U.N. Rapporteurs Call for Rights Compliance in Bahrain
Last week, several U.N. human rights rapporteurs calledon the Bahraini government to “comply with the rights to peaceful assembly and expression and immediately release those arbitrarily detained for exercising their legitimate freedoms.” Special Rapporteur on human rights defenders Margaret Sekaggya said “The sentencing of Nabeel Rajab represents yet another blatant attempt by the Government of Bahrain to silence those legitimately working to promote basic human rights.” Maina Kiai, the Special Rapporteur on freedom of peaceful assembly and association, contended that “the exercise of the right to freedom of peaceful assembly should not be subject to prior authorization from the authorities.”
Meanwhile, Bahraini human rights activist Maryam al-Khawaja wrote a letter to Egyptian president Mohamed Morsi to protest her recent barring and deportation from Egypt. In the letter, al-Khawaja decried “unlawful and hostile treatment [she] was subjected to at Cairo’s International Airport” after she was prevented from entering the country for “top secret reasons.” She was allegedly threatened with deportation back to Bahrain, where there is a warrant for her arrest. In April, al-Khawaja was also initially denied entry into Egypt, though she was let in after receiving the help of a lawyer and Egyptian activists.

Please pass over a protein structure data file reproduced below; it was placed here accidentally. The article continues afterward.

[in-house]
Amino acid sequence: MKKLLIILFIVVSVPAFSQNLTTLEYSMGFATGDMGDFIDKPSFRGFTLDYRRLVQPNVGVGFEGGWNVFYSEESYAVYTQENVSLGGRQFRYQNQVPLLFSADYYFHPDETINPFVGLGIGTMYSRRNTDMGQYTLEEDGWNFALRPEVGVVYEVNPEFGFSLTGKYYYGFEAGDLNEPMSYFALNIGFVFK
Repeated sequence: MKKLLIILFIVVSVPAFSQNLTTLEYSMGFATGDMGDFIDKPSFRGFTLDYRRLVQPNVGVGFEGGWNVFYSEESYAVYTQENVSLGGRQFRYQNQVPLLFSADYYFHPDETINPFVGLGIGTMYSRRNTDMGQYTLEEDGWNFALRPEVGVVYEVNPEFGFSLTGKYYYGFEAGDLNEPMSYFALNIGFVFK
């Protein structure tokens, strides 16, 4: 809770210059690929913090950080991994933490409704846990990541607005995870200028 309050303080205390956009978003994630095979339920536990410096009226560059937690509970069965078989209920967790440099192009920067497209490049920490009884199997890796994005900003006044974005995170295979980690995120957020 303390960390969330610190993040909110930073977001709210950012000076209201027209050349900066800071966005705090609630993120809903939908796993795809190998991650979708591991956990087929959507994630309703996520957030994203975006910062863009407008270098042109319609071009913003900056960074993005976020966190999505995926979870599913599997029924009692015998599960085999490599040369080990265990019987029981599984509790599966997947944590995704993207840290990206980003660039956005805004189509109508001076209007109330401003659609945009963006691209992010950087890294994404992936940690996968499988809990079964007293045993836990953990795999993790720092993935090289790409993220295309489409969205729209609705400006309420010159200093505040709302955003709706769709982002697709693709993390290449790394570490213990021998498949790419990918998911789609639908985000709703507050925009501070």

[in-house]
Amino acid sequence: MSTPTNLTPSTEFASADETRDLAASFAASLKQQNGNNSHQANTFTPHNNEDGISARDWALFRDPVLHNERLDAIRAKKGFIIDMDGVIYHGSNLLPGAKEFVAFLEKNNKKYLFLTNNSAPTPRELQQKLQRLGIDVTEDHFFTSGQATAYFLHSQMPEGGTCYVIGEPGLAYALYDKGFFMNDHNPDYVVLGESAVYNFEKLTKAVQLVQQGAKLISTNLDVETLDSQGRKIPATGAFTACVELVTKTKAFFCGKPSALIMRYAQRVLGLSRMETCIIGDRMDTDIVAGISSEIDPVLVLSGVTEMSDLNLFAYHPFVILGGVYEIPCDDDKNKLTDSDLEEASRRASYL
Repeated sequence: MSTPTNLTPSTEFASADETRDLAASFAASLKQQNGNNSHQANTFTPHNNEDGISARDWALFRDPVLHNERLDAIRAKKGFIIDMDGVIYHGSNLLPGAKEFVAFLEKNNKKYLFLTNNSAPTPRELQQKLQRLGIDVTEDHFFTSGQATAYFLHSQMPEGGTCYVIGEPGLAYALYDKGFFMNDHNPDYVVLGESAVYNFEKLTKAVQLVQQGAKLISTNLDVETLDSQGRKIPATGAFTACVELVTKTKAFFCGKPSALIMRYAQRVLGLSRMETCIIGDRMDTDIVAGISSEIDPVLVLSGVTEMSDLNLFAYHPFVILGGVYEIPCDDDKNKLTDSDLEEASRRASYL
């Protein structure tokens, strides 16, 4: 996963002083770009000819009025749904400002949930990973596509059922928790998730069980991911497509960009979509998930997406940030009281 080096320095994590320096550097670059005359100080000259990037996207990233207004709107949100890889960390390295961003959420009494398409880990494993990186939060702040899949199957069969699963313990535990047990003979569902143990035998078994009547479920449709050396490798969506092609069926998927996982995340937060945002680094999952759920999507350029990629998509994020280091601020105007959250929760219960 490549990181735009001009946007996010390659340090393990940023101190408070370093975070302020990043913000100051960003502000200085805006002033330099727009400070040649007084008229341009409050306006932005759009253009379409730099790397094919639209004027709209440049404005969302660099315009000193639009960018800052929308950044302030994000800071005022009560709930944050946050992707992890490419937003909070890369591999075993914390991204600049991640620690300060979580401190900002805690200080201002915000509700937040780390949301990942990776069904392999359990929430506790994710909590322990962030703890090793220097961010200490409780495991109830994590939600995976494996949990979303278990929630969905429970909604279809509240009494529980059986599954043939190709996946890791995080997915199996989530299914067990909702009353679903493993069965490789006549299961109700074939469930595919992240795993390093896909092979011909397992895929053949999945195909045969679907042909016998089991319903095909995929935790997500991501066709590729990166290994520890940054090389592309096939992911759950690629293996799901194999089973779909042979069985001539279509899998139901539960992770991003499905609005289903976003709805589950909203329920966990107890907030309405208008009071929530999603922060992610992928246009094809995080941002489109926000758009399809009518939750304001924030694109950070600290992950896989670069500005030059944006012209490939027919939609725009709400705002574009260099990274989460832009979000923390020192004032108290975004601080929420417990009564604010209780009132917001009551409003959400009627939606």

In Bahrain, reports have emerged that the government ordered the transfer of Sunni cleric Adel Hassan al-Hamad from a prominent mosque to a less-prestigious position after al-Hamad described a land donation to the Catholic church as “an attempt to please Western nations.” The cleric warned that “silence in such matters could drag divine consequences” when urging his followers to act on the development. Justin Gengler examines al-Hamad’s actions and demotion in the larger context of the government’s “balancing act” with Bahraini Sunnis, and notes that dozens of Sunni cleric opposed the announcement of the church’s construction.
Finally, Abdulhadi Khalaf contends that Bahrain’s ability to sustain power through massive popular unrest stems from two factors: the United States’ reticence to pledge support to protesters like it did in Egypt and the composition of the Bahraini military which excludes “two-thirds of the indigenous population” from serving, and arrangement that allows “the Bahraini regime to remain confident that its military and security forces will remain loyal.”